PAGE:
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Wednesday Oct 03, 2012

Youth Need Minority Physicians to be Role Models, Mentors

“You can’t be what you can’t see.” -- Marie Wilson of the White House Project.

Wilson was speaking of women in leadership and our need for successful role models, but the statement holds true for young people of all races and both genders. In my years as a family physician and mentor, I have learned that minority children don't often see physicians who look like them.

Although African Americans account for more than 12 percent of the U.S. population, only 4 percent of our nation's doctors are black, according to the AMA. The numbers are similar for Hispanics, who account for 16.3 percent of the population and 5 percent of physicians.

The numbers are unlikely to change significantly any time soon. According to the Association of American Medical Colleges, African Americans and Hispanics accounted for 7 and 8 percent, respectively, of medical school applications last year.

For youth in underserved communities, including here in Chicago, exposure to the world of opportunities is critical to their future success. They need to know they have a broader range of career options that can include -- but not be limited to -- sports or media. They actually need to see the role models and mentors in the health professions who look like them and are providing services in our communities, particularly where there is such a great need.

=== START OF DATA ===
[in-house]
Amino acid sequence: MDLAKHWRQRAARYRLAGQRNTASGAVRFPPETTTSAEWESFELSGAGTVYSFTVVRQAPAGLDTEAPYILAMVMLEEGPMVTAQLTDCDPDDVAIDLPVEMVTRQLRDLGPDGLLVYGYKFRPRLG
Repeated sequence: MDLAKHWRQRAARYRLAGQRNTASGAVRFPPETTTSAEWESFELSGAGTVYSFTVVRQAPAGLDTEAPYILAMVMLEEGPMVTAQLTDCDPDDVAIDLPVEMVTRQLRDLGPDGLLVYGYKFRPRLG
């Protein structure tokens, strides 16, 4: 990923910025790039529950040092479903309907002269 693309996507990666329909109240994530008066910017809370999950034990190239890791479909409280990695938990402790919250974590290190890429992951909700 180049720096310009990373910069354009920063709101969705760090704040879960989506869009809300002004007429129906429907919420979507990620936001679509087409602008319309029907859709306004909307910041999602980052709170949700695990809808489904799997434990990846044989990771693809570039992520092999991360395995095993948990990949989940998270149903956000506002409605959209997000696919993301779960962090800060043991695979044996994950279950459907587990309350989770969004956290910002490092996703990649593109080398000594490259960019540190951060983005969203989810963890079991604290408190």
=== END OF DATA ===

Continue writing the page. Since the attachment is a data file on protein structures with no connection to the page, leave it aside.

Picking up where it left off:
At the University of Illinois at Chicago College of Medicine, our Urban Health Program offers a comprehensive program designed to expose local students to the medical profession.  This program aims to attract historically underrepresented minority students to medical careers and encourage them to work in underserved areas as we strive to reduce health disparities in our state.

Health Career Opportunity Programs, funded by the Health Resources and Services Administration, have been established at high schools throughout Chicago to highlight professions in health and biomedical sciences.

The University of Illinois Early Outreach Program brings hundreds of junior high and high school students to campus on Saturdays. They are exposed to all of the  health professional college programs (medicine, dentistry, nursing, pharmacy, public health and allied health), and those young people have opportunities to interact with medical students and residents and other health professional students.

The UIC College of Medicine Urban Health Program also co-hosts a medical career day each year for high school students with an interest in health sciences. This event includes labs, demonstrations, workshops and panel discussions with medical students.

Of course, that's just one example at one college/institution.

Last year in Sacramento, Calif., Sutter Health Family Medicine Residency Program and the University of California-Davis Health System Family Medicine Residency teamed up with the California AFP to produce the Future Faces of Family Medicine project, which brought family medicine residents together with 20 Sacramento High School students -- many from socioeconomically disadvantaged backgrounds -- who are interested in medical careers.

A four-month course on primary care included CPR certification, visiting a simulation lab, attending an obstetric delivery workshop, learning how to perform a physical exam and more.